Later, Max Holloway delivered one of my favorite moments in MMA history. After getting the better of Ricardo Lamas for 15 minutes, he has well on his way to a comfortable decision victory. Most people would be conservative and play it safe. Not Max Holloway. With ten seconds left in the clock, he asked Lamas if he wanted to go wild and throw. Following Lamas’ confirmation, they left all defense on the side and proceeded to throw reckless haymakers for the remaining of the bout. That's the exact reason why I'm a Holloway fan. A true fighter. I expect him to get a title shot within the next year.


Then, one of MMA’s most heated rivalries came to an end. Dominick Cruz successfully defended his belt against California’s own, Urijah Faber. In my preview article, I predicted Cruz’s angle cutting ability to incapacitate Faber. However, Urijah had a solid game plan. If you try to play the technique game with Dominick, he will demolish you. In my opinion, you must go out there and turn the cage into a jungle. During the first round, he did exactly that. Getting a big takedown and not allowing Cruz to get going. Nonetheless, the champion ended up dropping Faber with a mean right hand. He never truly recovered and Cruz was able to control every aspect of the game, retaining his belt with ease. If Dillashaw wins his contest at UFC 200, I expect a rematch between Dom and TJ.


Finally, the main event lived up to its name, providing us with the sport’s biggest upset since Holm vs. Rousey. Michael Bisping was filming a movie three weeks ago. All of a sudden, Chris Weidman had to be pulled from the fight and The Count got the shot. Every analyst in the sport (including myself) thought Rockhold would have a relatively easy night. I believed he would be able to play the range game and tear Michael apart. Again, I was dead wrong. Bisping put himself in the pocket in order to swing. He noticed Luke would drop his right hand after every combination. If you see the tape, you'll notice Bisping setting up the left hook a couple of seconds before the fatal blow. Eventually, he landed a couple of ferocious hooks that dropped Rockhold cold. Just like that, the first British champion in history was crowned. If you would have told me a year ago that Michael Bisping would defeat Anderson Silva and go on to become world champion, I would have called you insane. It just might be destiny. Where do these guys go from here? I would love to see Bisping vs. Souza, and a rematch between Weidman and Luke.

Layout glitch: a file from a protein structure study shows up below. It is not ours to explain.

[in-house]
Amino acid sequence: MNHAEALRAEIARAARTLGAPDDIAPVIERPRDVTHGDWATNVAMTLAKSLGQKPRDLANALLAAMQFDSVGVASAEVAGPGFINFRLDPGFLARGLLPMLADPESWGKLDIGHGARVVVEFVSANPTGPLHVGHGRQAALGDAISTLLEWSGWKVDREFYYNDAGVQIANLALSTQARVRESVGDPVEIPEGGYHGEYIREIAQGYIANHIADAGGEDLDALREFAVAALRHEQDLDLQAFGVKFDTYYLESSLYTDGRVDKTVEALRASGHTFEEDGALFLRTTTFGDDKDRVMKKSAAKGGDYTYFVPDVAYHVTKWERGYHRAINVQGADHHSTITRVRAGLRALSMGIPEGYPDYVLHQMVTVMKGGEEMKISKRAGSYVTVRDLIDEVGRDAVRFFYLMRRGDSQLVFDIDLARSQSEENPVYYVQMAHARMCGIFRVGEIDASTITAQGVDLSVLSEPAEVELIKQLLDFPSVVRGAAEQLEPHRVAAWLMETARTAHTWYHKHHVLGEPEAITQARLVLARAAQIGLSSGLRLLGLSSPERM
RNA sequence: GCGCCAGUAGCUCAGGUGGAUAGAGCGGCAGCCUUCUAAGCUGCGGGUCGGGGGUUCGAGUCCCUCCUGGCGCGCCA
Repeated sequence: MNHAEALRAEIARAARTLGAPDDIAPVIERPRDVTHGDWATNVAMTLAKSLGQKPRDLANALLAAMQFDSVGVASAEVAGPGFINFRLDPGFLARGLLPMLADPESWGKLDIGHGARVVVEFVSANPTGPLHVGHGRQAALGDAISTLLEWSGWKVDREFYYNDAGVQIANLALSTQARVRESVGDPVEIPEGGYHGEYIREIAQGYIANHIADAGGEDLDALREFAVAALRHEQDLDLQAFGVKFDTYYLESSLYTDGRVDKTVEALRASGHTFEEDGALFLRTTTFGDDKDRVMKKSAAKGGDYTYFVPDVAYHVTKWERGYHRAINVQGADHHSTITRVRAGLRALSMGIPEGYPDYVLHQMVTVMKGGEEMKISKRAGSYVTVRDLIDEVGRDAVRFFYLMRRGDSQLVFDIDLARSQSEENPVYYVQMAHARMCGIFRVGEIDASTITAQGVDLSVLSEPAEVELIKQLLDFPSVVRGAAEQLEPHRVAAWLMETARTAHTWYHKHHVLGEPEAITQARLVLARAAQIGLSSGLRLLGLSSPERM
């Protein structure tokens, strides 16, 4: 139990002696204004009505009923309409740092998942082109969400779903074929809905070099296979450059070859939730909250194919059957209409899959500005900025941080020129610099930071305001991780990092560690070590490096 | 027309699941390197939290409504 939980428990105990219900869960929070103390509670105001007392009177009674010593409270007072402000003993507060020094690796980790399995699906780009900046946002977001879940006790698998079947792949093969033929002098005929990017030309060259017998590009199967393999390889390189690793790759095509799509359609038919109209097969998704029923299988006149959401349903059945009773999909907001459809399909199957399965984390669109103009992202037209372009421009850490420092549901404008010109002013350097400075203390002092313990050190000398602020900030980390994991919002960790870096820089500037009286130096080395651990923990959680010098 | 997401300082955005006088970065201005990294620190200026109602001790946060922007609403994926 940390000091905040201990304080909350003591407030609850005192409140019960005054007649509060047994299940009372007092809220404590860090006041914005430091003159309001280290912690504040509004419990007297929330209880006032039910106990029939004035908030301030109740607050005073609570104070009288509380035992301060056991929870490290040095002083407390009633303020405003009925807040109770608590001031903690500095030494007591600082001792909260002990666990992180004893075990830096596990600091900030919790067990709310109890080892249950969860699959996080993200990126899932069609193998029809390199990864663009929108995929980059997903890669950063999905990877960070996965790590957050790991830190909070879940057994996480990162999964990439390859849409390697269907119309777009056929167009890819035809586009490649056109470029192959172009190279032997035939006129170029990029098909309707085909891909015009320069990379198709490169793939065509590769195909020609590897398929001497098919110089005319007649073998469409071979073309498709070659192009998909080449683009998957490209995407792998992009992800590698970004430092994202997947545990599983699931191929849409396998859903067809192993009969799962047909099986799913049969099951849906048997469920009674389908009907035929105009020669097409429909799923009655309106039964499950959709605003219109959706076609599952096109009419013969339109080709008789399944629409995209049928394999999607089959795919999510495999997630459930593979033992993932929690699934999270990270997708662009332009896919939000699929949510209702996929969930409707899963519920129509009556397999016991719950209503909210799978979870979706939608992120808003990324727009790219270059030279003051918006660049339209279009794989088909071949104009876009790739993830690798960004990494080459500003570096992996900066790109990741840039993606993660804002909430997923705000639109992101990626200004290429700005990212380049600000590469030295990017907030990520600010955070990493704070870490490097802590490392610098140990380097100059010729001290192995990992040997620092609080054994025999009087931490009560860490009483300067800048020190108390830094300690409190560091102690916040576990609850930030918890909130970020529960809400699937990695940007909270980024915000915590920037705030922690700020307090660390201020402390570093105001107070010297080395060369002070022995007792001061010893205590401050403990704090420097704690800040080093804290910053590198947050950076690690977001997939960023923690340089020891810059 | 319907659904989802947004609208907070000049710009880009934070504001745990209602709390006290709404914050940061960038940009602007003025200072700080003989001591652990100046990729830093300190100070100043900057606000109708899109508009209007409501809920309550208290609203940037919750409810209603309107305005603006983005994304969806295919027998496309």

Sadly, a glorious night of fights came to a bitter end when news broke that Ariel Helwani and his team were banned from all future UFC events. Why? Well, Ariel reported Brock Lesnar's return a couple of hours before the company made the announcement. While I understand the frustration within the organization, Ariel should not be blamed or punished. The UFC is supposed to be the premiere organization of a beautiful sport. It shocks me to see them act in such possessing fashion. This is a journalist doing his job. The very best journalist in the sport, I might add. I hope Zuffa is able to listen and allow the MMA Fighting team to continue their incredible content.

Update: According to a statement made by the UFC, Ariel and his team's ban has been lifted. While I still believe a broader conversation about press within the organization needs to be had, I'm glad they heard their audience's response.

No comments:

Post a Comment